Dr. Helen Margaret Buss

March 28, 1941 - October 28, 2023


Obituary For Dr. Helen Margaret Buss

Dr. Helen Buss (nee Margaret Clarke)

(Prof Emer. PhD Eng. MA Eng. BA Edu. BA Arts)

Born on March 28, 1941 in St. John’s, Newfoundland, Helen passed away on October 28, 2023 in Surrey, B.C.

Dr. Helen Margaret Buss was a daughter, sister, wife, mother, grandmother, teacher, writer and feminist academic. Born in the dawn of WWII, and growing up through the confederation of Newfoundland, Helen was a political creature from the start. Her multiple perspectives, contradictory loyalties and obligations to opposing histories are explored through her body of written works, archived at the University of Calgary, which includes her novels, poetry, dramatic play, memoirs, academic articles, reviews and texts focused on Canadian Women’s Literature and Life Writing.

Early in her career in Winnipeg, her fictional work, The Cutting Season, won the Manitoba New Novelist Competition. While teaching secondary school and working towards her masters and doctorate degrees, she raised her three children with her husband Richard, enjoying summers among family and friends at their beloved Traverse Bay cottage, one of her writing sanctuaries. Another place she liked to write was at her parent’s Florida condo, where her family gathered to share laughter and stories.

During her tenure at the University of Calgary, she was an academic researcher and published extensively. Among her recognitions were the Gabrielle Roy prize for her book Women’s Life Writing: Mapping Ourselves and the Canadian Research Institute Laura Jamieson prize for the Advancement of Women. She also wrote her revisionist play, Gertrude and Ophelia, and her own personal memoir, Memoirs from Away: A New Found Land Girlhood.

After retiring to White Rock, BC, she continued to produce academically through archival research, reviewing, speaking, authoring and co-editing scholarly titles such as, Undelivered Letters to the Hudson’s Bay Men: 1830-1857. She travelled the world with her life-long friend Carol (decd.), explored mountain trails with her hiking club, enjoyed lively debate with her book clubs and encouraged new writers with her adjudication of the Friends of White Rock Library writing competition. She shared this good life with her family and friends, until a tragic pedestrian motor vehicle accident left her in long term care for the final chapter of her life.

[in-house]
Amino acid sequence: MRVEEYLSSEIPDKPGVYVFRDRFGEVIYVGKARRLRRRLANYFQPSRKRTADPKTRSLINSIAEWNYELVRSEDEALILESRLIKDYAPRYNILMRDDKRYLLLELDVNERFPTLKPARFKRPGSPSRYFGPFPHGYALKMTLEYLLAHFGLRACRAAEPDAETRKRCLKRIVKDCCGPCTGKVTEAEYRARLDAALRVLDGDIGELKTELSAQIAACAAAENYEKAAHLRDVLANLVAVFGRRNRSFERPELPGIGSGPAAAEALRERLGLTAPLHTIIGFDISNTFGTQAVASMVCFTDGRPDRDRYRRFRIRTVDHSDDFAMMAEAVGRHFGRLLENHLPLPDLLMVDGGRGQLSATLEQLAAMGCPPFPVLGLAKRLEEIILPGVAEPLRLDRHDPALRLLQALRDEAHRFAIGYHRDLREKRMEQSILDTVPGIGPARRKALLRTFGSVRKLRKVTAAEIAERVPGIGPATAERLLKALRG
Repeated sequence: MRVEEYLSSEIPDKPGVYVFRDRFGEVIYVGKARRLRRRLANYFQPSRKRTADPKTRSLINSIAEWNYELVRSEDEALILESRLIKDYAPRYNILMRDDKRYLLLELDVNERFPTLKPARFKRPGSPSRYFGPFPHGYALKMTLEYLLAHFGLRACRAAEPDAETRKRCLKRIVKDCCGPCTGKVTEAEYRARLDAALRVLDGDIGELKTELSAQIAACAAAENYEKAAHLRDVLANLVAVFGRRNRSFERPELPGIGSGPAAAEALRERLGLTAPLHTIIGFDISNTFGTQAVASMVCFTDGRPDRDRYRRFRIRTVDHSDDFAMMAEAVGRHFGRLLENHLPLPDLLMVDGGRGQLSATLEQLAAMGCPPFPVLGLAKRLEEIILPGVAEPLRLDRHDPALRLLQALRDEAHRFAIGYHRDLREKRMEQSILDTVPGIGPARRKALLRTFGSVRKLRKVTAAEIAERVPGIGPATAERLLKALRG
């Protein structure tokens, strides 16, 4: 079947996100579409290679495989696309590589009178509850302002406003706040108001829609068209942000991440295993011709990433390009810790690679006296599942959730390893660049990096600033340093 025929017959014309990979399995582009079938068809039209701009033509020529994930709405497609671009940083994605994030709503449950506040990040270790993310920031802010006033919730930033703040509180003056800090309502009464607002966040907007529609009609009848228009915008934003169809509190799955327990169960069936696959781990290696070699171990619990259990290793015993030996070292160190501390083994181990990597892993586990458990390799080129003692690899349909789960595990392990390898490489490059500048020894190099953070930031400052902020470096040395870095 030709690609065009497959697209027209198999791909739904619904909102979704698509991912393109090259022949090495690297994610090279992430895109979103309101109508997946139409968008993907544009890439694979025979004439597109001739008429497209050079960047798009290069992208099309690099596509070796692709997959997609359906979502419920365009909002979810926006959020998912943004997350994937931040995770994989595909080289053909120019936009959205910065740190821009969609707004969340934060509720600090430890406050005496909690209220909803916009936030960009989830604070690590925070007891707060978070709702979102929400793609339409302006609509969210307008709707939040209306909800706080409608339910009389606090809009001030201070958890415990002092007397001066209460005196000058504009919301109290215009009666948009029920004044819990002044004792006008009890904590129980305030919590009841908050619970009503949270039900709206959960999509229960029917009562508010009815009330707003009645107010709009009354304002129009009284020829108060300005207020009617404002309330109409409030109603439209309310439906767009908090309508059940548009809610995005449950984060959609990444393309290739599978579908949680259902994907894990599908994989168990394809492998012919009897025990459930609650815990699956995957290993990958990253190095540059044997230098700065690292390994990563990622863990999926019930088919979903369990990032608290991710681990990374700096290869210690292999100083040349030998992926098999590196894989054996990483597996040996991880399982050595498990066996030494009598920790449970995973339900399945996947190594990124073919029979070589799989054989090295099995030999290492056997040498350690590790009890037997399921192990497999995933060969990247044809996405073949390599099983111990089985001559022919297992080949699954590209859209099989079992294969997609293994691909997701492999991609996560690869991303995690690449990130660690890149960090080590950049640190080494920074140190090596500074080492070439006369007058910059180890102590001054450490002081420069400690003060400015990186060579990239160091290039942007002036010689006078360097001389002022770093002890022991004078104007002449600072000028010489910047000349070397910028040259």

Helen was highly engaged with the Post Polycythemia Vera Myelofibrosis research community throughout the 25 year management of her MPN cancer. The family would like to thank the many medical professionals who supported her, especially Dr. L. Foltz of Pacific Hematology and the BCCA, the staff at Royal Columbian and Peace Arch Hospitals, the care-givers at Peace Portal Seniors Village, and her team of therapists who each day, met her where she was at, inspiring her to keep pushing her limits and stay curious in the world.

She is predeceased by her parents Harold and Kathleen Clarke, her infant daughter Tanya, her brother David Clarke (Diane) and husband Richard Buss and survived by her siblings Kathy, Hal (Barb) and Peter (Sandy) Clarke, and her many nieces and nephews from the Clarke and Buss families, whom she cherished. Her sons Michael (Linda) and Matthew, daughter Erica, and grandsons Eric and Alec are left to mourn, relieved that the end of her enduring tale came swiftly.

In Helen’s memoir, she writes, “My Dad says that my birth cry was a scream of absolute anger … when you dig behind the anger at birth as a metaphor, there is a history. There is always a history. You just have to find it … .”. Helen advocated for the personal stories of girls and women, to propel them beyond the confines of the patriarchal structure. She sought to expose the bare truths of systems of oppression, both external and embedded within us.

As per her request, there will be no ceremony. Condolences may be expressed at and and by donating to the Peace Arch Hospital Foundation.

Rest in peace Professor Buss, Helen, Margaret, Grandma, Mom.

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  • November 13, 2023

    I was sorry to hear of Helen's passing, although I was relieved to hearing that her suffering had ended. I enjoyed many trips, dinners and evenings with her. Although we often disagreed, since both of us held firmly to differing points of view, we had been friends since University of Manitoba days. My sincere condolences to Michael, Mathew and Eric.

  • November 11, 2023

    At Dryden High School, Helen and Richard Buss's employment and min overlapped from September 1969 until June 1972. Even the, Helen's involvement with feminism was quite evident. Also evident was her sense that she could and should be elsewhere geographically and educationally. In June 1972, I hived off to Southern Ontario; she and Richard to St James-Assiniboia School Division in Winnipeg. A scant few years thereafter, St J-A's enrolment tanked, and I am going to assume that resulting layoffs might have been the catalyst for Helen's permanent segue into post-secondary education. Thus, to her credit, when life gave her lemons, she very effectively and determinedly made lemonade. It saddens me that I never saw Helen and Richard after 1972, but I am certainly better for having known both of them. Rest well now, Helen!

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